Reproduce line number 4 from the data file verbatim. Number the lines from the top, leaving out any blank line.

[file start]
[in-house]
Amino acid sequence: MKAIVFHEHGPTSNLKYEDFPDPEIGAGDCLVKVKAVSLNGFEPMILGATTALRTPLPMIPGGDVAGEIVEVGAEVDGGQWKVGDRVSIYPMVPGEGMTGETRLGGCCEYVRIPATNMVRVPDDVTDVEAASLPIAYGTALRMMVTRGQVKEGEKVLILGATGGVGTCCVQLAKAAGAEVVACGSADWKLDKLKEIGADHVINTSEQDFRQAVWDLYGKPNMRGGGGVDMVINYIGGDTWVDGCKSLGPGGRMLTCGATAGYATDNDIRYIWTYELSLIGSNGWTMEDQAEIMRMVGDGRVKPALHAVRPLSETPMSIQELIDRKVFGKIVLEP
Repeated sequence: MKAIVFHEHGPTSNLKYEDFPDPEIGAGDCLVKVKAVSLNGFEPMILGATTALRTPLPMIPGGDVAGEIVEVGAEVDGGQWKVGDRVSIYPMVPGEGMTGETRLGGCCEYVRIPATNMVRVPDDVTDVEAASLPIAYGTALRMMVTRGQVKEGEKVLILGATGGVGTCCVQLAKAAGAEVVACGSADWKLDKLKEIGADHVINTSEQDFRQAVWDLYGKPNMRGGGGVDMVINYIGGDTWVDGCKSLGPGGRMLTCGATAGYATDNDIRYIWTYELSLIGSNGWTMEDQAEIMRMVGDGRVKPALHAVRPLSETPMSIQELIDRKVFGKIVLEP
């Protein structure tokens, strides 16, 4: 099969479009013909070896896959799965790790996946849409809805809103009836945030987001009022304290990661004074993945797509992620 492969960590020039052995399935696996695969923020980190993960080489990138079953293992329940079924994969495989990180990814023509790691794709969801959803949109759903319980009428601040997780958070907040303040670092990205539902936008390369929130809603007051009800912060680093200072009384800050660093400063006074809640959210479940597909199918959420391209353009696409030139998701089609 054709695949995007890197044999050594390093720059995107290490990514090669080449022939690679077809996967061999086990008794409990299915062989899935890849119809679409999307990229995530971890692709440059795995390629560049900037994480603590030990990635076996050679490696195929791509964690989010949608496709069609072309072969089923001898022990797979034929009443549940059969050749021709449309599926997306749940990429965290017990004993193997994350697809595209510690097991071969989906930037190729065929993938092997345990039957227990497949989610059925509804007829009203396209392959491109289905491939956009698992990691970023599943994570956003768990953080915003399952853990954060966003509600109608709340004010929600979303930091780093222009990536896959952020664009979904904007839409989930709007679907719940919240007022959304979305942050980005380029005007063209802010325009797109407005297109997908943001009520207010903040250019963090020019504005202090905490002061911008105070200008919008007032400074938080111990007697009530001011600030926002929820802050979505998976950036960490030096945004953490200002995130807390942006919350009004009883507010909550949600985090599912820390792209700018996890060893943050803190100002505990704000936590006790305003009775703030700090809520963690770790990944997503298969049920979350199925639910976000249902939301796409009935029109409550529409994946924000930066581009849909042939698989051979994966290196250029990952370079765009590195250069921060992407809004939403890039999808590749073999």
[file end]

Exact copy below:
């Protein structure tokens, strides 16, 4: 099969479009013909070896896959799965790790996946849409809805809103009836945030987001009022304290990661004074993945797509992620 492969960590020039052995399935696996695969923020980190993960080489990138079953293992329940079924994969495989990180990814023509790691794709969801959803949109759903319980009428601040997780958070907040303040670092990205539902936008390369929130809603007051009800912060680093200072009384800050660093400063006074809640959210479940597909199918959420391209353009696409030139998701089609 054709695949995007890197044999050594390093720059995107290490990514090669080449022939690679077809996967061999086990008794409990299915062989899935890849119809679409999307990229995530971890692709440059795995390629560049900037994480603590030990990635076996050679490696195929791509964690989010949608496709069609072309072969089923001898022990797979034929009443549940059969050749021709449309599926997306749940990429965290017990004993193997994350697809595209510690097991071969989906930037190729065929993938092997345990039957227990497949989610059925509804007829009203396209392959491109289905491939956009698992990691970023599943994570956003768990953080915003399952853990954060966003509600109608709340004010929600979303930091780093222009990536896959952020664009979904904007839409989930709007679907719940919240007022959304979305942050980005380029005007063209802010325009797109407005297109997908943001009520207010903040250019963090020019504005202090905490002061911008105070200008919008007032400074938080111990007697009530001011600030926002929820802050979505998976950036960490030096945004953490200002995130807390942006919350009004009883507010909550949600985090599912820390792209700018996890060893943050803190100002505990704000936590006790305003009775703030700090809520963690770790990944997503298969049920979350199925639910976000249902939301796409009935029109409550529409994946924000930066581009849909042939698989051979994966290196250029990952370079765009590195250069921060992407809004939403890039999808590749073999």